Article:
The article aims to illuminate the intersections of reflexivity, national cinema, and male hegemony in Takeshi Kitano’s award-winning film Hana-bi
marks a transition to a discourse espousing Japaneseness, particularly the dominant male versions of national identity in Kitano’s filmmaking. The article assesses the impact of reflexivity that plays a crucial role in the discourse. To demonstrate these ideas, this article is separated into two sections. The first section discusses the problematic concepts of national cinema, analyzes the cultural and industrial contexts that informed Hana-bi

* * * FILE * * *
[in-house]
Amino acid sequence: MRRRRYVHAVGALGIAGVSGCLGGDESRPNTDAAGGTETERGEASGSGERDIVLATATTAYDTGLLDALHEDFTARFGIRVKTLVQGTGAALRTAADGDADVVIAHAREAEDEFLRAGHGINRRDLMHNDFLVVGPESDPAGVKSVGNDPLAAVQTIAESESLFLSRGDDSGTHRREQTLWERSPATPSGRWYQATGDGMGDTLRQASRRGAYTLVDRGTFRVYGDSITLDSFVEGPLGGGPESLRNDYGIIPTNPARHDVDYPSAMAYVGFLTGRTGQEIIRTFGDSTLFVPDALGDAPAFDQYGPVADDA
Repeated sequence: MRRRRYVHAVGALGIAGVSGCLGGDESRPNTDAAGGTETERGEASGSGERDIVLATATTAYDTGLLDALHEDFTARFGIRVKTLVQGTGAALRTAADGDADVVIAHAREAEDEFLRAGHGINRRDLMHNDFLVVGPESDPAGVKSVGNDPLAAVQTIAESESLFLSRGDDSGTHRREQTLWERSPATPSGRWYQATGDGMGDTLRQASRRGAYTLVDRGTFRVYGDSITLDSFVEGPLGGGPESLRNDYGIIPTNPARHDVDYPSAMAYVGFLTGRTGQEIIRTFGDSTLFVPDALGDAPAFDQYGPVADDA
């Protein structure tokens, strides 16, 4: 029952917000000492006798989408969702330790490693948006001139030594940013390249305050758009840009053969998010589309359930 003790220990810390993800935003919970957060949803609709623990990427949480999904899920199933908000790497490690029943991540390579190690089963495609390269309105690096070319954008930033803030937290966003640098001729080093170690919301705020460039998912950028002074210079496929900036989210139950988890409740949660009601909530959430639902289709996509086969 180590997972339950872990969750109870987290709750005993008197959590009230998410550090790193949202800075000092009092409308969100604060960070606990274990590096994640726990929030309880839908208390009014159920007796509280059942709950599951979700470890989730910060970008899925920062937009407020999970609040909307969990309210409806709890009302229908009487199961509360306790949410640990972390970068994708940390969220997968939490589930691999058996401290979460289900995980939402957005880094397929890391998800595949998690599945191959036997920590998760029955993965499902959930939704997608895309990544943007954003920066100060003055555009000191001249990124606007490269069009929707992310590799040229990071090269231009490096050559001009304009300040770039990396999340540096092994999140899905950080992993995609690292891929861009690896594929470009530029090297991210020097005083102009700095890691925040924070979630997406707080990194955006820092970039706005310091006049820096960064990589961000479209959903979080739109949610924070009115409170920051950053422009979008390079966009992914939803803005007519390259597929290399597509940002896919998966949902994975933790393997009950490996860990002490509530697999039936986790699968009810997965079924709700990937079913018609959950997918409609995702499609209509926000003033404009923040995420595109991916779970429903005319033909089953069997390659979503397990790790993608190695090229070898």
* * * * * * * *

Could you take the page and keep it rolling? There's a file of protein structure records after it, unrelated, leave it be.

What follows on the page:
, and illustrates the way in which the film reinforces the Japanese national essence and gender norms. The second section highlights the functions of reflexivity used in the film, drawing from the critical concept developed by film and television scholar Jane Feuer (1982).
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